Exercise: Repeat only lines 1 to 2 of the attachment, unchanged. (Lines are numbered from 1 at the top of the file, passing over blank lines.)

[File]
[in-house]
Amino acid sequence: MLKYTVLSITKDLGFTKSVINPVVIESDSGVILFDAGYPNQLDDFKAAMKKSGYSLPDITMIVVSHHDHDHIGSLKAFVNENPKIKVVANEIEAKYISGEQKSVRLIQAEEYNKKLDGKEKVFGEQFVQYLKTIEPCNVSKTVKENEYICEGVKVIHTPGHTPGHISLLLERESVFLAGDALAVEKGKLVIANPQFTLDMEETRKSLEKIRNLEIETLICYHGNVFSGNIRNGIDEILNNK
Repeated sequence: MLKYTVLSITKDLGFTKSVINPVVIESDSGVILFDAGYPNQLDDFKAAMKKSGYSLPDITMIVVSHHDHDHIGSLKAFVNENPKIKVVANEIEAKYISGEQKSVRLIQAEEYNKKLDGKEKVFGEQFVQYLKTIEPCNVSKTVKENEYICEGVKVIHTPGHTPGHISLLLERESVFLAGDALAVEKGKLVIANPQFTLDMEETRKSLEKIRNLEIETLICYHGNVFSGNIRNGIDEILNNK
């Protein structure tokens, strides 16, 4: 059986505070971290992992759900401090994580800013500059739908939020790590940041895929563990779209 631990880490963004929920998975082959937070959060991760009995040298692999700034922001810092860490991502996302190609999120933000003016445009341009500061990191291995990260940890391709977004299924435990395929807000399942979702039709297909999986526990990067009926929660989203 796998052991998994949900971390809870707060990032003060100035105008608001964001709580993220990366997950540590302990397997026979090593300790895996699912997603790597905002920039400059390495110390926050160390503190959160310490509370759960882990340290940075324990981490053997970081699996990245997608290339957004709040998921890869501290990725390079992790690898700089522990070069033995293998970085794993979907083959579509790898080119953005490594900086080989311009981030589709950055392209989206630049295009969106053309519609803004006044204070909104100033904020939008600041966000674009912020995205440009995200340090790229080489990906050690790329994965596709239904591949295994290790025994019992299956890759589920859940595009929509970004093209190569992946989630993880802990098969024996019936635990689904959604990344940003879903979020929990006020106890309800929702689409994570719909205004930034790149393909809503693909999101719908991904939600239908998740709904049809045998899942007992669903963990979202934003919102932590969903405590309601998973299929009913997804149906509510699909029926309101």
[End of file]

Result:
[in-house]
Amino acid sequence: MLKYTVLSITKDLGFTKSVINPVVIESDSGVILFDAGYPNQLDDFKAAMKKSGYSLPDITMIVVSHHDHDHIGSLKAFVNENPKIKVVANEIEAKYISGEQKSVRLIQAEEYNKKLDGKEKVFGEQFVQYLKTIEPCNVSKTVKENEYICEGVKVIHTPGHTPGHISLLLERESVFLAGDALAVEKGKLVIANPQFTLDMEETRKSLEKIRNLEIETLICYHGNVFSGNIRNGIDEILNNK